Masking is used to disclose the individual site data structures to site C without revealing PII. The masked data are used to create the site-specific pre-processing templates. Data for building pre-processing templates are exported to site C as masked alone or masked and additionally shuffled depending on site restrictions. Figure 3 illustrates examples of the masking and shuffling procedures.
The aim of masking is to alter the plain text variables so they are no longer readable. Masking replaces numeric characters between “1 and 9” with “9”, lower case alpha characters “a to z” with “z” and upper case “A to Z” with “Z”. Some characters are left untouched. For example, first characters of fields, numeric character zero, special or language specific characters (e.g., ä é - () &) and spaces are unchanged. Masking of linkage variables is performed at the individual sites based on a pre-determined sample number of records or the entire population (depending on project-specific restrictions). Masking informs the data cleaning procedures by hinting at data errors, like numbers in name fields, characters in a numeric field or special codes for missing data (e.g., 9, 99, −, .) and reveals language of text, number of names (surnames, first names) in a single variable, separators, special characters (e.g. language specific) and date formats.
Shuffling randomly rearranges all cells within each variable to further increase confidentiality. For example, masked variables such as surname or DOB from a single record get randomly assigned to different records (i.e. masked linkage variables in the shuffled record no longer belong to the same person, Fig. 3). If only masking is used, it is possible for site C to give sites feedback about inconsistencies in the raw data so the data can be updated before the next step in P3RL is performed.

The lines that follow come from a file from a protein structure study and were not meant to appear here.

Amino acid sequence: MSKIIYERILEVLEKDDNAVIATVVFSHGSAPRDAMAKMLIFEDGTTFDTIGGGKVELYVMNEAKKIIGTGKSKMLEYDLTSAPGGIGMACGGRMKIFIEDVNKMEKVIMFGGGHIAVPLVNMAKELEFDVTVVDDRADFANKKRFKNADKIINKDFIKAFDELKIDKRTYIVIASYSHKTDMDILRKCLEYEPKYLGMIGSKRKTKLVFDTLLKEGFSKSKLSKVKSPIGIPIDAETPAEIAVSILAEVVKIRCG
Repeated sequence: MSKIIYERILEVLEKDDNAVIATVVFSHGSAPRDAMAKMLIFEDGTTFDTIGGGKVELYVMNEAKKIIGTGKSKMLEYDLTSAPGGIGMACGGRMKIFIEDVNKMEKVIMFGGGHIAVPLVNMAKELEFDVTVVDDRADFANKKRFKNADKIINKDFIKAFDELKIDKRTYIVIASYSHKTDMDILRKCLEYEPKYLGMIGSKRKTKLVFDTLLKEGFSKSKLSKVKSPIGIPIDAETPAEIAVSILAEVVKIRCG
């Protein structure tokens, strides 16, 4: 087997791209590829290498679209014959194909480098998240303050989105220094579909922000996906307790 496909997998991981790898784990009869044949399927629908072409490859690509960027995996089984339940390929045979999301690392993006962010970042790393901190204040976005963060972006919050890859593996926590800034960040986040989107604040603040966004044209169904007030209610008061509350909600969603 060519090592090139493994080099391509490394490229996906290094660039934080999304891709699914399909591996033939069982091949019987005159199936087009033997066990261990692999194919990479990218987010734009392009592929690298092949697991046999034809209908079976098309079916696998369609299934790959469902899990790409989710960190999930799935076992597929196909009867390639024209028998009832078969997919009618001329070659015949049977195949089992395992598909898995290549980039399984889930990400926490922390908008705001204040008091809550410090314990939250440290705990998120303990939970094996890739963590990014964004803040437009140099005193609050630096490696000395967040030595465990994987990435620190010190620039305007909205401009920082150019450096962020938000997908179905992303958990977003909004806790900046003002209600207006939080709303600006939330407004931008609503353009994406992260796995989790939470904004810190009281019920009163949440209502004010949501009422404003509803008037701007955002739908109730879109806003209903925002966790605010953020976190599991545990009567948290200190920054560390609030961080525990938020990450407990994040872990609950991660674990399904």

Figure 3 demonstrates the masking and shuffling procedures. For example, the masked data reveal that ID 12 has two surnames in the same variable, ID 927 has two surnames in separated fields and uses language specific umlauts. In ID 931 a name with numbers, which might stand for “DCO 1998 = Death certificate only – year 1998”, is disclosed and can be corrected during data cleaning. ID 927 has a 1-digit number prefixed by a dash for the zip code, which could be a code for missing value. The masked birthdates uncover different order of year, month and day, which has to be processed into a single format.
The aim of using templates for pre-processing is to guarantee similar quality and format of linkage variables after data cleaning at each individual site. This is achieved by controlling the data cleaning process with customized pre-processing templates. Templates are created at site C using the information retrieved from the masked data without seeing the plain content. For our projects site-specific templates were created using KNIME Desktop, version 2.7.4 [31, 32]. KNIME is an open source data analytics platform for data mining but any suitable platform or programming language can be used. The pre-processing template consists of a series of data cleaning rules mainly performed using Java regular expressions [33, 34]. Selected basic rules of a pre-processing template and an example of pre-processing names and dates are shown in Fig. 4. The rules standardize names (e.g. transform language specific and special characters), manage pre- and postfixes, split multiple names in separate variables, look up nicknames in gender specific tables and assign uniform missing value characters. Pre-processed dates include checks for the order of date components (e.g. day-month-year vs. month-day-year), numbers instead of names for month, types of delimiters, and leading zero for numeric month and day. Although not particular to P3RL, checking the expected order of numeric day and month is not possible if both are <13.
Data cleaning is required because data from independent sources may differ in many aspects. For example, the format of variables may differ or string variables such as names can be inconsistent due to typographical errors, use of nicknames or abbreviations, changes due to marriage or pre- and postfixes. Therefore, the application of consistent data cleaning rules is crucial for any data warehouse generally  and for record linkage particularly [35, 36]. In our P3RL workflow data cleaning is based on pre-processing templates and takes place at sites A&B, before encryption. This step is critical as non-pre-processed linkage variables result in a decreased linkage proportion because true matches are more frequently missed .